Environment

Farmers "Steaking" a Claim in Mini-Cows for Jumbo Profits

DiscoblogBy Allison BondMay 27, 2009 1:22 AM
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The rocky economy has led some beef ranches to downsize not just their acreage, but the cows themselves. Minicows, which are shorter and more compact than more standard breeds, produce one-half to three-quarters of the meat of regular-sized cows, but consume less than half of the feed eaten by standard-sized bovines. These cows aren’t genetically engineered—instead, they’re the offspring of a breed that was popular in the 1800s, before feed became cheap in the mid-twentieth century. Today, farmers once again want more beef for their bucks spent on feed, and so they're increasingly investing in the minicows, which originally came to the U.S. from Europe. These mini-mooers might also be more environmentally friendly than bigger bovines. Fans say they produce less methane, a gas linked to global warming. And because they eat less, they help keep grazing fields greener and healthier. Anyone else craving sliders? Related Content: Discoblog: A Medicinal Soft Drink Made From Cow Urine Discoblog: Name Your Cows to Get More Milk Magazine: Fighting Cow Methane at the Source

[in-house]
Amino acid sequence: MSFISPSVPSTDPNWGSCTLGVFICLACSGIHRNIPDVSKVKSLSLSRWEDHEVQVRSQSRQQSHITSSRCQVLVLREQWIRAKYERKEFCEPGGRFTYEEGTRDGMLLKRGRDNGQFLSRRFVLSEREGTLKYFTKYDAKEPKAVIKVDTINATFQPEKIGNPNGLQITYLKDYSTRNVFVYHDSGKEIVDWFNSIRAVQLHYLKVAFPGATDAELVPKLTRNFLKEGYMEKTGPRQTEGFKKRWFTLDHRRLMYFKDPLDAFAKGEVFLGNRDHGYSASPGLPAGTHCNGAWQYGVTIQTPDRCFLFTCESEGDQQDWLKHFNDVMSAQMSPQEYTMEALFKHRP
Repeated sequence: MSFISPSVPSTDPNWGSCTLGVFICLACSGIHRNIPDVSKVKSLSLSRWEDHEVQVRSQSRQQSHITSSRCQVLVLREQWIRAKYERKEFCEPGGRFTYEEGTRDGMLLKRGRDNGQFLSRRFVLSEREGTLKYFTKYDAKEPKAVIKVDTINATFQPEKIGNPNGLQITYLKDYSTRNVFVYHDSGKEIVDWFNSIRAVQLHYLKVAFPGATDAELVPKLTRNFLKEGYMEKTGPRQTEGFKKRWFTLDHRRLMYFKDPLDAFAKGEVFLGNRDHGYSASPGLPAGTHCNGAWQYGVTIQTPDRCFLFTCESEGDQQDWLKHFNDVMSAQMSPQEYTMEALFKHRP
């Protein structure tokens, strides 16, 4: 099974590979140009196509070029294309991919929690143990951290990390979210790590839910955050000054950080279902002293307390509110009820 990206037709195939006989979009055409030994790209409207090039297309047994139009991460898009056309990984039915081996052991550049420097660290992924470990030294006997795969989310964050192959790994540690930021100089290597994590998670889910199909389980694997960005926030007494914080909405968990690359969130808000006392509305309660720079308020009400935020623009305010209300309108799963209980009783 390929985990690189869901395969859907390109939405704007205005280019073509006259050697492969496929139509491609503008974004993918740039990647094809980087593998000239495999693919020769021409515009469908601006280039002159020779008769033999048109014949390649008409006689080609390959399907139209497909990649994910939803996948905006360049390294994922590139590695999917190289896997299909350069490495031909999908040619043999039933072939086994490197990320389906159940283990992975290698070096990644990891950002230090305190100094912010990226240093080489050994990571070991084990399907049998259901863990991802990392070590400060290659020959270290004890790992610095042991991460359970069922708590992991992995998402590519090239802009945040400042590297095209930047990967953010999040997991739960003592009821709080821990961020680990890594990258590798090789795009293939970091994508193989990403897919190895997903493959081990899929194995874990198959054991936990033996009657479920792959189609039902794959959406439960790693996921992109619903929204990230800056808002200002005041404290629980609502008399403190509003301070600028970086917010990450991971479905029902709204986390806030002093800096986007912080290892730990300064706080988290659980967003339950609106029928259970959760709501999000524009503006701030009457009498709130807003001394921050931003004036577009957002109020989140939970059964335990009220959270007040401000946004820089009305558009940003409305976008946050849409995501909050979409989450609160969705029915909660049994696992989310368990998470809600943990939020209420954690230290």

Image: flickr/Thunderchild tm

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